A group using the name of the IRA has claimed responsibility for a series of potentially viable explosive devices sent to British military recruitment centres, police said Monday.
Seven crude devices were mailed to armed forces careers offices in southeast England last week. None went off or caused any injuries.
British government officials said at the time that the devices bore the hallmarks of Northern Irish terror attacks.
Police said on Monday that a claim had been made on behalf of the Irish Republican Army (IRA) paramilitary group.
“The claim was received on Saturday, 15 February by a Northern Irish media outlet using a recognised codeword. The claim was allegedly made on behalf of the ‘IRA’,” a statement from London’s Metropolitan Police said.
The IRA formally ended its armed campaign in 2005, pledging it would use purely peaceful and democratic means towards achieving its goal of a united Ireland.
However, small, dissident splinter groups remain wedded to violence against British state institutions.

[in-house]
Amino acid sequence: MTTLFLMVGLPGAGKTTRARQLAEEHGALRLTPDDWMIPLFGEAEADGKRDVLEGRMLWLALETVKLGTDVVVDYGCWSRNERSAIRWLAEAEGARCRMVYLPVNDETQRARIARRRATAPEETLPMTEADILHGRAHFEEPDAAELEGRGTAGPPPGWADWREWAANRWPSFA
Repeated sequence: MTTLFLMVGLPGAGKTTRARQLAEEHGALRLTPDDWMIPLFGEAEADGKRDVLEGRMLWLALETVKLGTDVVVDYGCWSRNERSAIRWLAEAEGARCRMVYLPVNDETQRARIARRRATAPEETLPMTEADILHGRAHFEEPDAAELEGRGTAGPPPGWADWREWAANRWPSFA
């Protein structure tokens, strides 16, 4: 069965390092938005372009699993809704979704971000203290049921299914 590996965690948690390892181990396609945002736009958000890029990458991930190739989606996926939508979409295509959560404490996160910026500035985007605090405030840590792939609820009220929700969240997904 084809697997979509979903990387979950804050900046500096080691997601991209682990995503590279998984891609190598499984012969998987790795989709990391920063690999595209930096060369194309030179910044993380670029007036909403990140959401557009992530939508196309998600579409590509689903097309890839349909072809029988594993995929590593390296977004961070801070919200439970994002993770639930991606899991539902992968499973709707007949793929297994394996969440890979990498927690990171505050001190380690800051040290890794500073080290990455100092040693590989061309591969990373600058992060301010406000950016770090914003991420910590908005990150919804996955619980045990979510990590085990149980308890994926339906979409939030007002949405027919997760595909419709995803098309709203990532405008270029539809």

Belfast-based newspaper The Irish News reported receiving a statement claiming responsibility for the devices.
The statement said: “The IRA claims responsibility for the explosive devices that were sent to British armed forces recruitment centres in England. Attacks will continue when and where the IRA see fit.”
The caller used a recognised codeword — the practice in Northern Ireland when warning of impending terror attacks or claiming responsibility for them, used so the recipient knows it is genuine.
Police urged people to remain vigilant and report anything suspicious.
Dissident republican paramilitary groups reject the peace process in Northern Ireland and continue to carry out attacks, with the intention of destabilising the province and the power-sharing arrangements between the Protestant British and Catholic Irish communities.
These splinter groups include the Continuity IRA and the New IRA, which incorporates the better-known Real IRA.
The New IRA was blamed for letter bombs sent in October to Britain’s Northern Ireland minister and the province’s police chief.
Around 3,500 people died in Northern Ireland’s three decades of violence between Protestants, favouring continued union with Britain, and Catholics seeking a unified Ireland. A 1998 peace agreement largely ended the conflict.
The IRA’s political wing Sinn Fein is now part of the power-sharing government in Belfast, formed of Catholic and Protestant parties.
The current threat level for Northern Ireland-related terrorism is severe within Northern Ireland — the second-highest of the five threat levels — meaning an attack is considered highly likely.
It is rated moderate in mainland Britain — level four of five — meaning an attack is considered possible, but not thought likely.